The song below is a translation of an old Tamil song (at least 2000 years old) by “G U Pope” an European Tamil scholar. The Tamil song (or rather the first line “Yaadhum Oore Yaavarum Kelir”) is famous. A Simple explanation – this line is treated as the Tamil equivalent of Vasudhaiva Kutumbakam. As per the Hindu dated Oct 27, 2006 these words are supposed to be inscribed at the UN headquarters.
To us all towns are one, all men our kin,
Life’s good comes not from others’ gifts, nor ill,
Man’s pains and pain’s relief are from within,
Death’s no new thing, nor do our blossoms thrill
When joyous life seems like a luscious draught.
When grieved, we patient suffer; for, we deem
This much-praised life of ours a fragile raft
Borne down the waters of some mountain stream
That o’er huge boulders roaring seeks the plain
Tho’ storms with lightning’s flash from darkened skies.
Descend, the raft goes on as fates ordain.
Thus have we seen in visions of the wise !
We marvel not at the greatness of the great;
Still less despise we men of low estate.
Kaniyan Poongundran, Purananuru – 192
(Translated by G.U.Pope, 1906)
But one thing has been jarring to me. The first line ‘To us all towns are one, all men our kin’ is taken to mean that we are at home everywhere in the world and all humans are our kith and kin. But it hardly gels with the rest of the line. The next two lines are “Life’s good comes not from others’ gifts, nor ill, Man’s pains and pain’s relief are from within”. The contrast is obvious. On the other hand if we take the first line to mean “We are indifferent to the place and to our fellow humans” the lines gel.
Once I read those lines in original (tamil) with these thoughts in mind the whole thing seemed to unravel and the immediate link was to the slokas 54 – 62 of Chapter 2 of the Gita dealing with “Sthithaprajna”.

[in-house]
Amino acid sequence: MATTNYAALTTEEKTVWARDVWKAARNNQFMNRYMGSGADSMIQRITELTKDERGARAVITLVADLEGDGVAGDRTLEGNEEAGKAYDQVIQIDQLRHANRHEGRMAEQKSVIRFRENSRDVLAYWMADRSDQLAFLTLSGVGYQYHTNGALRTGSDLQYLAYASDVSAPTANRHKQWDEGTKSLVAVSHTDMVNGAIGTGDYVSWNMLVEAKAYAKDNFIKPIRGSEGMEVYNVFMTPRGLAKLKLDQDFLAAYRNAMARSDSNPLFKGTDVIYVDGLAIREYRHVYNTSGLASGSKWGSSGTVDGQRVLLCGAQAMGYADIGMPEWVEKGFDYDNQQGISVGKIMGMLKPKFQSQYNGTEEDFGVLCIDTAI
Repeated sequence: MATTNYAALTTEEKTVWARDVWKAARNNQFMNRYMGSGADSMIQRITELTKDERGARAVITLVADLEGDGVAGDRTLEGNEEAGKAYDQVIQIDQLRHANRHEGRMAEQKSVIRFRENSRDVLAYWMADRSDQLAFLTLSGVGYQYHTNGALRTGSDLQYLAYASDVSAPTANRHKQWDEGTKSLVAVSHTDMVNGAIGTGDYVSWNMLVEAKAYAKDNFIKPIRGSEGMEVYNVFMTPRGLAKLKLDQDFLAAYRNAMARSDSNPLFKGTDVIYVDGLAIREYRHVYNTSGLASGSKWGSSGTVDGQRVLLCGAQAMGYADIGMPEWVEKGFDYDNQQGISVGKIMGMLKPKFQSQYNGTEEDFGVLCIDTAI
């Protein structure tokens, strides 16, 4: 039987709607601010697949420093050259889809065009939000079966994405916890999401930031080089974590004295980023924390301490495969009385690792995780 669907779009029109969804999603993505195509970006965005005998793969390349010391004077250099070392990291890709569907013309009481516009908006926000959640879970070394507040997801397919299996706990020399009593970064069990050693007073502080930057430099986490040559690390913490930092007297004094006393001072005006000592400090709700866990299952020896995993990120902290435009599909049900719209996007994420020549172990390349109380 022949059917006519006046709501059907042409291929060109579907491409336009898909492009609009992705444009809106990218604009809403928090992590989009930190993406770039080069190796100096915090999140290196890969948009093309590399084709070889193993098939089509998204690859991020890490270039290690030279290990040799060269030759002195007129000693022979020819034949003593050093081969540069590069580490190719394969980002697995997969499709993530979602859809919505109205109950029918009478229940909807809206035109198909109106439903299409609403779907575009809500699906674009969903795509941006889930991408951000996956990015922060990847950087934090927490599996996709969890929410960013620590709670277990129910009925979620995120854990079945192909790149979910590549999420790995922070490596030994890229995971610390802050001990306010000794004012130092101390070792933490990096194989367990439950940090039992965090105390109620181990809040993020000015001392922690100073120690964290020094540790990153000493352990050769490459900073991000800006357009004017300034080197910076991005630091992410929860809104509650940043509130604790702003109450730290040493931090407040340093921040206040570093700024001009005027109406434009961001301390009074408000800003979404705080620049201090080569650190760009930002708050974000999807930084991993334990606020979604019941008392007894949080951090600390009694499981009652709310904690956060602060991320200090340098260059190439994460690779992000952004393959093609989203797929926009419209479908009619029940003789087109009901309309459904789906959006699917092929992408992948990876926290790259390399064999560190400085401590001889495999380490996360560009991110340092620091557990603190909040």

Gita, chapter 2.
54. What, O Krishna, is the description of him who has steady wisdom and is merged in the state of Sthitaprajna? How does one of steady wisdom speak? How does he sit? How does he walk?
55. When a man completely casts off, O Arjuna, all the desires of the mind and is satisfied in the Self by the Self, then is he said to be one of steady wisdom!
56. He whose mind is not shaken by adversity, who does not hanker after pleasures, and who is free from attachment, fear and anger, is called a sage of steady wisdom.
57. He who is everywhere without attachment, on meeting with anything good or bad, who neither rejoices nor hates, his wisdom is fixed.
58. When, like the tortoise which withdraws its limbs on all sides, he withdraws his senses from the sense-objects, then his wisdom becomes steady.
59. The objects of the senses turn away from the abstinent man, leaving the longing (behind); but his longing also turns away on seeing the Supreme.
60. The turbulent senses, O Arjuna, do violently carry away the mind of a wise man though he be striving (to control them)!
61. Having restrained them all he should sit steadfast, intent on Me; his wisdom is steady whose senses are under control.
62. When a man thinks of the objects, attachment to them arises; from attachment desire is born; from desire anger arises.
For those interested in the origin of the tamil song the Wikipedia entry on the anthology that contains this song
Purananuru (Tamil: புறநானூறு) is a Tamil poetic work in the Pathinenmaelkanakku anthology of Tamil literature, belonging to the Sangam period corresponding to between 200 BCE – 100 CE. Purananuru is part of the Ettuthokai anthology which is the oldest available collection of poems of Sangam literature in Tamil. Purananuru contains 400 poems of varying lengths in the Akaval meter. More than 150 poets wrote the poems. It is not known when or who collected these poems into these anthologies.
Purananuru is an excellent source of information on the political and social history of pre-historic Tamil Nadu. There is a wealth of information on the various rulers who ruled the Tamil country before and during the Sangam era (200 BCE – 100 CE).
Although there have been attempts at dating the poems of Purananuru based on the mention of the Mahabharata war, a more reliable source for the period of these poems is based on the mentions one finds on the foreign trade and presence of Greek and Roman merchants in the port of Musiri (poem 343) give us a date of between 200 BCE to 150 CE for the period of these poems. This is further strengthened by the mention of Maurya in poem 175 and a reference to Ramayana in poem 378.